On the evening of July 27, the high and mighty of Uzbekistan gathered for a dinner in Tashkent to honor the memory of the country’s first president, Islam Karimov, who died last year.
The choice of date itself was interesting because, in accordance with Uzbek custom, it appeared to mark 11 months since Karimov’s death. This would seem to indicate he died on August 27, the day he had his stroke, and not September 2, when his death was officially announced.
In any case, President Shavkat Mirziyoev; the head of the security service, Rustam Inoyatov; Prime Minister Abdullo Aripov; and others, including leading religious figures, assembled in Tashkent to offer one last round of praise to the man to whom many of them owed their careers and their success.
The next day, they started to tear Karimov’s legacy apart.
The first salvo came at the weakest link in Karimov’s family: his eldest daughter, Gulnara Karimova.
The would-be international socialite had fallen from grace several years before, as her connections to illegal business deals started to become public.
Apparently too dangerous and embarrassing to be allowed to roam free, Gulnara was detained and placed under house arrest in Uzbekistan in 2014. Early photographs showing her incarceration at home were the last images ever seen of her.
The Uzbek Prosecutor-General’s Office officially placed her under arrest only recently, on July 28, and for the first time it became known that Gulnara had been under investigation in Uzbekistan since late 2013 and had been convicted in August 2015 and sentenced to five years of “limited freedom” -- meaning, in this case, house arrest.
A statement from the Prosecutor-General's Office said Gulnara’s illegal activities had cost Uzbekistan some $2 billion and that investigations were still “ongoing to track down other assets belonging to [Gulnara’s] criminal group ensuring their return to Uzbekistan.”
OK, most people in Uzbekistan knew about Gulnara. In one of the cables posted by WikiLeaks, a U.S. diplomat purportedly described her as “the most hated person in Uzbekistan.” Demonizing Gulnara is easy for Uzbek authorities.
But on July 30, Uzbekistan’s new round-the-clock television channel -- Uzbekistan 24 -- aired a program that essentially praised President Mirziyoev but mentioned that he was battling difficulties he had inherited.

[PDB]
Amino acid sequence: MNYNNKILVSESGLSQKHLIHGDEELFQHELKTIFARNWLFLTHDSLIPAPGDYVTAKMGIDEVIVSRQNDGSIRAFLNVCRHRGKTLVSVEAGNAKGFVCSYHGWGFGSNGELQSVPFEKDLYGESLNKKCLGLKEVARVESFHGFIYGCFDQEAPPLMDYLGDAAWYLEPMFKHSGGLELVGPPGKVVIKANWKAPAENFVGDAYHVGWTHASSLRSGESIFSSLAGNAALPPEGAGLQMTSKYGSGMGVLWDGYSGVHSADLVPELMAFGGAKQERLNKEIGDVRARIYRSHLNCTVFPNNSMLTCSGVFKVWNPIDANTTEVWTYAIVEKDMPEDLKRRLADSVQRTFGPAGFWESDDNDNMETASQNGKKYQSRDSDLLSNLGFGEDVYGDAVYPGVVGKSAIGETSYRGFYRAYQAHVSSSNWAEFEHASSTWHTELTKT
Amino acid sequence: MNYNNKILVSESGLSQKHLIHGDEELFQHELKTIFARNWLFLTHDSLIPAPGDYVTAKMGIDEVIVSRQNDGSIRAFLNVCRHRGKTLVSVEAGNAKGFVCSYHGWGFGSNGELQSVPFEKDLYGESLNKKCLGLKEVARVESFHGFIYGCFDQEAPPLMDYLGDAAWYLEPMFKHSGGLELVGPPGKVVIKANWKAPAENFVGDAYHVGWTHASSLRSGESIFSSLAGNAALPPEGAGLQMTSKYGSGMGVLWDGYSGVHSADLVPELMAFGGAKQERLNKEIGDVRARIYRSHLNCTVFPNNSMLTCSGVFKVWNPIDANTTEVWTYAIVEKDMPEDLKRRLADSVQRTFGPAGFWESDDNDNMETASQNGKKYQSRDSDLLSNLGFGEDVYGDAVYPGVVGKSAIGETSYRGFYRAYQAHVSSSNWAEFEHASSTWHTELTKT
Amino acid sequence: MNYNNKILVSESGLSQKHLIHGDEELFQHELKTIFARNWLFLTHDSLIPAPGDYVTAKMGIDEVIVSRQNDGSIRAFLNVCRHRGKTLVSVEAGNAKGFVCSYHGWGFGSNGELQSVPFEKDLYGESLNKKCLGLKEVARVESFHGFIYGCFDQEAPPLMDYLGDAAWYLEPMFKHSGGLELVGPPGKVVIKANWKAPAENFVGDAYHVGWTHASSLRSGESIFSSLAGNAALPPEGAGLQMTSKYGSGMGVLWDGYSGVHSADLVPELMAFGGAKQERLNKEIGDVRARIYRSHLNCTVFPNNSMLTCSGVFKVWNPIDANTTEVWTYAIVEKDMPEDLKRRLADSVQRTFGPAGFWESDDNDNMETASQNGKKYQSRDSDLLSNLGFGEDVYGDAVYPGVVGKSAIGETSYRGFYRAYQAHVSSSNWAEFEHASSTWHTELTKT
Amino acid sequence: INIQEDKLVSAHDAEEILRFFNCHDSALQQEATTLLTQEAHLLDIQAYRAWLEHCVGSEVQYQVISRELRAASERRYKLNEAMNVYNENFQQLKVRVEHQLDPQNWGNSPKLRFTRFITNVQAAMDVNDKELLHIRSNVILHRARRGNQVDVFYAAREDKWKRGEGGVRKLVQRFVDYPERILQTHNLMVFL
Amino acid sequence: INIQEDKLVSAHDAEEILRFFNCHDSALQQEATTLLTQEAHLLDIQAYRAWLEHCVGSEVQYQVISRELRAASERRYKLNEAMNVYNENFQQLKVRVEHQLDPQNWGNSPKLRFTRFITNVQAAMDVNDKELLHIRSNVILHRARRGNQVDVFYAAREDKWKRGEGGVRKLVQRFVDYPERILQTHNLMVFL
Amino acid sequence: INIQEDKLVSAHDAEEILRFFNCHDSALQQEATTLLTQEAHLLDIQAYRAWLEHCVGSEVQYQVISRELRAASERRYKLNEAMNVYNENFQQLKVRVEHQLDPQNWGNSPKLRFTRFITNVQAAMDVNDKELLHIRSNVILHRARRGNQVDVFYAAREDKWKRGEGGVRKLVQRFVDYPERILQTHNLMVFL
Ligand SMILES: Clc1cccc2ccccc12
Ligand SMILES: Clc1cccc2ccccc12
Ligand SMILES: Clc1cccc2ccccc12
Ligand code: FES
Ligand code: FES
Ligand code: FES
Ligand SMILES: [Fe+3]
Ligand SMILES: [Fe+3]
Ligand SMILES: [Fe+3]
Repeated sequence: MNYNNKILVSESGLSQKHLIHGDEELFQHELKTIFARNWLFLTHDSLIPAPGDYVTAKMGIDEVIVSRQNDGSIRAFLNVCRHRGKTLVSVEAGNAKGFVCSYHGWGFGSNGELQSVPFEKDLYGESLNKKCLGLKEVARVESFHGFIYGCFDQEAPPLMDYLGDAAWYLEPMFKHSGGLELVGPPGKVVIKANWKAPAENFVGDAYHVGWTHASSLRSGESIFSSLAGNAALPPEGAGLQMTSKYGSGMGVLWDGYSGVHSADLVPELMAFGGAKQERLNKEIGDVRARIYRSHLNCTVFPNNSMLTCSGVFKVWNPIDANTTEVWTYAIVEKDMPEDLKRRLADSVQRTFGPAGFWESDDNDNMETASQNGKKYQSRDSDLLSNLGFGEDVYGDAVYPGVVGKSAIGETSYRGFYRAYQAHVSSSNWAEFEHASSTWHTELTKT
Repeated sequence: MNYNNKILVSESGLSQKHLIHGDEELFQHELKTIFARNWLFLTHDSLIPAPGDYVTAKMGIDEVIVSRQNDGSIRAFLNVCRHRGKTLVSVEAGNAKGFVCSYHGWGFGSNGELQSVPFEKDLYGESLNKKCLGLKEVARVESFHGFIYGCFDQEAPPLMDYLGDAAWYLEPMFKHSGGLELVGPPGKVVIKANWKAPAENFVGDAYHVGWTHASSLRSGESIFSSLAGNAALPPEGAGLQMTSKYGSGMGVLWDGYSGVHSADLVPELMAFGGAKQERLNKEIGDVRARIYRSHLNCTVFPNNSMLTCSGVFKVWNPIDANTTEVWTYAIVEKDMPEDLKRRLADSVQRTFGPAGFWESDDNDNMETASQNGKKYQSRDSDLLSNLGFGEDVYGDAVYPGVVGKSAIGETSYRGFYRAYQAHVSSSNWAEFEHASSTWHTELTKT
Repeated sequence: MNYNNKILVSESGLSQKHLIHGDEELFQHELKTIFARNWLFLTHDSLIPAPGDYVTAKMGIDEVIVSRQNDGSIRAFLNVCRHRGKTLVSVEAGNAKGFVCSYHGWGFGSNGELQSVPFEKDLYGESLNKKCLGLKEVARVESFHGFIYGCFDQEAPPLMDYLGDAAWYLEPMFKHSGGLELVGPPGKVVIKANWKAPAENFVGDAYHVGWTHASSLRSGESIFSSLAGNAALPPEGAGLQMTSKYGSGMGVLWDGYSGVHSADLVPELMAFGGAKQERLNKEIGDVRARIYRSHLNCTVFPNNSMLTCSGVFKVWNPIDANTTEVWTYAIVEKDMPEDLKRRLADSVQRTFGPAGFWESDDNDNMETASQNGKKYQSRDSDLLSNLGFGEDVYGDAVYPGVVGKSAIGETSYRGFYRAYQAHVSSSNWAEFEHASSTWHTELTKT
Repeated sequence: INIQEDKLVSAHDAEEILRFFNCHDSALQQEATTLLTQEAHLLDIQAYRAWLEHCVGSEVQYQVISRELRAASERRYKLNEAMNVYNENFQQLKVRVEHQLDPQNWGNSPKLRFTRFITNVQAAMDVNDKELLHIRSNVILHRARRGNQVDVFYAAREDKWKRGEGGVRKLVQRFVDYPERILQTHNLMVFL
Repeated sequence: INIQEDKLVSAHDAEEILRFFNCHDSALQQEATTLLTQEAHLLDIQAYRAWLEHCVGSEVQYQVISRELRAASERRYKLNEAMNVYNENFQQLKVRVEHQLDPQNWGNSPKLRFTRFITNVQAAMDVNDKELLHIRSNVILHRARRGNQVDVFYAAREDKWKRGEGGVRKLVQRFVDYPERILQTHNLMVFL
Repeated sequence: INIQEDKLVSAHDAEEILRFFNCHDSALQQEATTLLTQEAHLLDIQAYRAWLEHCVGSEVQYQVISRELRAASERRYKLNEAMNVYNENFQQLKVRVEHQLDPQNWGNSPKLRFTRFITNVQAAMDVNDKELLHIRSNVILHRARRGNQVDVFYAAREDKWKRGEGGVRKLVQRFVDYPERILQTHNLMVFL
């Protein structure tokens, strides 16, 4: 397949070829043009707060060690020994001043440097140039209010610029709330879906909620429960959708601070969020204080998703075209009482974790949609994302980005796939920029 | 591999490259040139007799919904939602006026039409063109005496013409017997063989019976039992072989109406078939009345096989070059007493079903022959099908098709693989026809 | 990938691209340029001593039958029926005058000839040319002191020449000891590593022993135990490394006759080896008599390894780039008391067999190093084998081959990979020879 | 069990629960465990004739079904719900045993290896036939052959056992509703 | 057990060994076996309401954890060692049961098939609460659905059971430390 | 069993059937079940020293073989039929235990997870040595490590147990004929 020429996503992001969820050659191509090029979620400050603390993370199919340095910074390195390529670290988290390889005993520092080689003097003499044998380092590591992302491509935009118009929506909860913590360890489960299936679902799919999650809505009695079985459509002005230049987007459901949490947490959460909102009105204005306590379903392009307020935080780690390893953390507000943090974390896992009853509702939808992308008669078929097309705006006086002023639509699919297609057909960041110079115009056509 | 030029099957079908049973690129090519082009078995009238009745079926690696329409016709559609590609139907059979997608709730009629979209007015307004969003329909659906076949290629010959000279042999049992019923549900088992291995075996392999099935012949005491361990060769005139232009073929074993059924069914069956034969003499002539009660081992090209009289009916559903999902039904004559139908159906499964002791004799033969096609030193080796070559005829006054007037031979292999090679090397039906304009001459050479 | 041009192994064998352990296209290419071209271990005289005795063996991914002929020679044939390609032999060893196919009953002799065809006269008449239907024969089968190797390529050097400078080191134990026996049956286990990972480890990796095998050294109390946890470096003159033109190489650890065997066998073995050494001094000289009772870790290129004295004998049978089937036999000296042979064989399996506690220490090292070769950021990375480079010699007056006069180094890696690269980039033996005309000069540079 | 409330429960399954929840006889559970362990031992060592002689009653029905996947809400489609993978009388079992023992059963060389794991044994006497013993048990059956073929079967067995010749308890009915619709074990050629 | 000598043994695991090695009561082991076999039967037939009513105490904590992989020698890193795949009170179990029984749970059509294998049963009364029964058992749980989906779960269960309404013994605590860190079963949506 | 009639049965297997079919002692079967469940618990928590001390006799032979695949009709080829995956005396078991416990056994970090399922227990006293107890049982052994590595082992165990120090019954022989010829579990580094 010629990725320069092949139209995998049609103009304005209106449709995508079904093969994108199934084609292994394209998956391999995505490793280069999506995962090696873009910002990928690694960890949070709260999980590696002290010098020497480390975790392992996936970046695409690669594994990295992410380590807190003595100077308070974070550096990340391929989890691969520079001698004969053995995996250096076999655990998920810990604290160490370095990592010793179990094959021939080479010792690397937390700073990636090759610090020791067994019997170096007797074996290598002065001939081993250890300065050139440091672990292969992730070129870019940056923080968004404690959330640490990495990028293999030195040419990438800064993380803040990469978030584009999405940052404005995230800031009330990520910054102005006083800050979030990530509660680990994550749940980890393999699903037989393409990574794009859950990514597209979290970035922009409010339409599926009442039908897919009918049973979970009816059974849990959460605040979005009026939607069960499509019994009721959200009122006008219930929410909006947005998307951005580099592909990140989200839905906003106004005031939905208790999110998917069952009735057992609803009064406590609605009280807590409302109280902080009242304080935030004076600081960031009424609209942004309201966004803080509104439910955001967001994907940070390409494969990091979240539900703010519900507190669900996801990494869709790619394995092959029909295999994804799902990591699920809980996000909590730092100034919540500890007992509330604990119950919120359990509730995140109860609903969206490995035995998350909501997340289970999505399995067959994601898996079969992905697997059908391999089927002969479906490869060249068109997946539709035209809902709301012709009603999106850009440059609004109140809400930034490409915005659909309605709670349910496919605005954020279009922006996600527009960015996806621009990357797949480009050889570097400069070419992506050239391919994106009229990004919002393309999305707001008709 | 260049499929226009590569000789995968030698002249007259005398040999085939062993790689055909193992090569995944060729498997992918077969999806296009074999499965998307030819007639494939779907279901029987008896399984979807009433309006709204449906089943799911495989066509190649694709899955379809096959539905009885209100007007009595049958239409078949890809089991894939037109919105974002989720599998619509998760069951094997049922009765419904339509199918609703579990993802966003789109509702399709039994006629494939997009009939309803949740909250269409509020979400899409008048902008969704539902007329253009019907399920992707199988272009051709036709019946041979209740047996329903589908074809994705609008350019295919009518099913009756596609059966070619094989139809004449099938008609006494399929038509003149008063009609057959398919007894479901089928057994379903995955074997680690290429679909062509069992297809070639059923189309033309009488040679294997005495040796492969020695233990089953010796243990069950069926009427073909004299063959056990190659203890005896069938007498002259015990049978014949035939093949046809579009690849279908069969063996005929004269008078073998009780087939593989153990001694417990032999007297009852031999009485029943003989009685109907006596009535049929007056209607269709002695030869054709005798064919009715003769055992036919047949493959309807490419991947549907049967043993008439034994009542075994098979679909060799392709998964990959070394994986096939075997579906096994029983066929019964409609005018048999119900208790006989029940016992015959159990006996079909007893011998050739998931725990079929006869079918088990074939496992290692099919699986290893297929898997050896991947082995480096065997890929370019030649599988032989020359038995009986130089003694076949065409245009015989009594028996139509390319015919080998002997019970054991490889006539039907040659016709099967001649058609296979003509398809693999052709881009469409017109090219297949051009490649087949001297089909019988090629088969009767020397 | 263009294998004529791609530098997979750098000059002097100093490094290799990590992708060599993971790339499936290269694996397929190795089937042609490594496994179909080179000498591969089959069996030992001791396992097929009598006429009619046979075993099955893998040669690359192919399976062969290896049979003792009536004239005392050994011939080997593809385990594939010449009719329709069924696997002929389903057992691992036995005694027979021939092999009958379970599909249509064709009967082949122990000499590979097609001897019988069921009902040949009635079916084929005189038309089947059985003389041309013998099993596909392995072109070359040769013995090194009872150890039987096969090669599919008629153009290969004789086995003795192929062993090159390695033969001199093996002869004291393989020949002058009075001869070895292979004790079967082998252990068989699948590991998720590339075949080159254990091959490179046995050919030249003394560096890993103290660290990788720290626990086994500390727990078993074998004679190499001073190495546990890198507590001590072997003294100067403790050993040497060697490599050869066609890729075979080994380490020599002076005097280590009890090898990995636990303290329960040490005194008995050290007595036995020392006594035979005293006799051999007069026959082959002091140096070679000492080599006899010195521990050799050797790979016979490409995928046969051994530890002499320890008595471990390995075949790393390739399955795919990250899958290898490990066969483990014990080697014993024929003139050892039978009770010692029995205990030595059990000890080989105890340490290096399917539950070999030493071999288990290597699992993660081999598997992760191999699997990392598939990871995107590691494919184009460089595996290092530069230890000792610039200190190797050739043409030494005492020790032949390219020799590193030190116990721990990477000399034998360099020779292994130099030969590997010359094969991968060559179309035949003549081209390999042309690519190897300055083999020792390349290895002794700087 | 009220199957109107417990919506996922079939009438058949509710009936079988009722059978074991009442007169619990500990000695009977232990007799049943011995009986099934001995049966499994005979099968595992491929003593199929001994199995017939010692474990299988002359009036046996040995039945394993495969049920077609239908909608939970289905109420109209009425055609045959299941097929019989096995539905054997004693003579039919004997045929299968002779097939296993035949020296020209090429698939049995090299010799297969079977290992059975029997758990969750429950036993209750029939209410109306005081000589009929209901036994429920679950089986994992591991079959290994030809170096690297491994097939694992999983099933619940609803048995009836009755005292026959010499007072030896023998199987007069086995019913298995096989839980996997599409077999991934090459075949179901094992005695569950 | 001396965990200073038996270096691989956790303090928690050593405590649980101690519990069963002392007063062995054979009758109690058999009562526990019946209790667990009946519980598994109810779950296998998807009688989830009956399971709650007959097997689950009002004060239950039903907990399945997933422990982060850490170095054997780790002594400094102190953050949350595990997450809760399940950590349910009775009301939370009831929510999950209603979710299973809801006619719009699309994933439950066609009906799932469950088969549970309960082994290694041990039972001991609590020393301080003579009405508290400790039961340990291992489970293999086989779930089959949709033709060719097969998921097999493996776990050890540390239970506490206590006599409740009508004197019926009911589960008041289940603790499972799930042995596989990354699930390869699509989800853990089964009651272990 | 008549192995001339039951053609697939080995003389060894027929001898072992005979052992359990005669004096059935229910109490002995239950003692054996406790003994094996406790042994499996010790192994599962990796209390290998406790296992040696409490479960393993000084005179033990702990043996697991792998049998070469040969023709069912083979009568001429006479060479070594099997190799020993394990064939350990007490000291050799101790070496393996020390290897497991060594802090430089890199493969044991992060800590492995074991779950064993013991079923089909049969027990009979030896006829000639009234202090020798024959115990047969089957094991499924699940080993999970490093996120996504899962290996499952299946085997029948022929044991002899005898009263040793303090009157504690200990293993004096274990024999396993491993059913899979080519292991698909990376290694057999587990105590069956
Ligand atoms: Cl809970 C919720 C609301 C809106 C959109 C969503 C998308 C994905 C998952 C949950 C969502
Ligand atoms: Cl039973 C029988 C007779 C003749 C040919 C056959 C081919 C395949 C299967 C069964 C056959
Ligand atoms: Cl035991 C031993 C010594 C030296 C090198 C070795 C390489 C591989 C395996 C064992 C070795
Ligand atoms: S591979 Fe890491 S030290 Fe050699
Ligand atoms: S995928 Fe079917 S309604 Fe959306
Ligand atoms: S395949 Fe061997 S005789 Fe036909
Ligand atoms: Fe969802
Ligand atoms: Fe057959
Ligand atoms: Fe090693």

The program never mentioned Karimov by name but contained phrases such as: “The announcement, from the first hours of [Mirziyoev’s] rule, that relations with close neighbors were not a battle for dominance, but on the contrary, sincerity and trust for one another...”
Uzbekistan’s ties with its immediate neighbors were strained, to say the least, when Karimov was president.
Great credit should go Mirziyoev for the progress his government has made in less than one year in its relations with Kazakhstan, Kyrgyzstan, Tajikistan, Turkmenistan, and Afghanistan. The program on Uzbekistan 24 mentioned that “problems...were resolved not by asserting claims, emphasizing superiority, and acting like a gamecock, but by a single kind word and unceasing work...”
Uzbekistan’s economy is having a hard time and is reflected in the black-market rate, which is now about twice the official rate, of around 4,000 Uzbek soms to one U.S. dollar.
The program noted this also, describing the economic policy as “disgraceful” and saying: “All the criticisms toward Uzbekistan from leading economic organizations, all the accusations of unprofessionalism by all specialists, were voiced only because of the hard-currency policy.”
And again, according to the program, “all these problems are gradually being resolved thanks to the reforms started by [Mirziyoev].”
Uzbekistan certainly does have problems, and it is true these problems originated during Karimov’s time in power.
Since Mirziyoev took over as Uzbekistan’s leader, many authorities on Central Asia have been watching to see how much Uzbekistan’s second president would resemble Turkmenistan’s second president, Gurbanguly Berdymukhammedov.
Berdymukhammedov started out with fair words and some efforts at improvement, but after a year or two he settled into the style of rule his predecessor, Saparmurat Niyazov, had practiced -- one characterized by the notion of an infallible, omnipotent leader.
One big difference here is that Berdymukhammedov came to power when Turkmenistan was becoming richer from its gas sales, which in turn were helped by higher world prices and the appearance of China as a gas customer.
There was a knock-on effect on the standard of living in Turkmenistan.
Berdymukhammedov had no need for a scapegoat.
Mirziyoev came to power at a time when Uzbekistan was facing a serious economic crisis. Inevitably, he needed to find something, or someone, to blame for the poor situation in his country.
He has found someone, and the case of Gulnara and veiled criticisms of Uzbekistan’s first president are probably only the start of a campaign that portrays Mirziyoev as bringing Uzbekistan to its feet after his predecessor brought the country to its knees.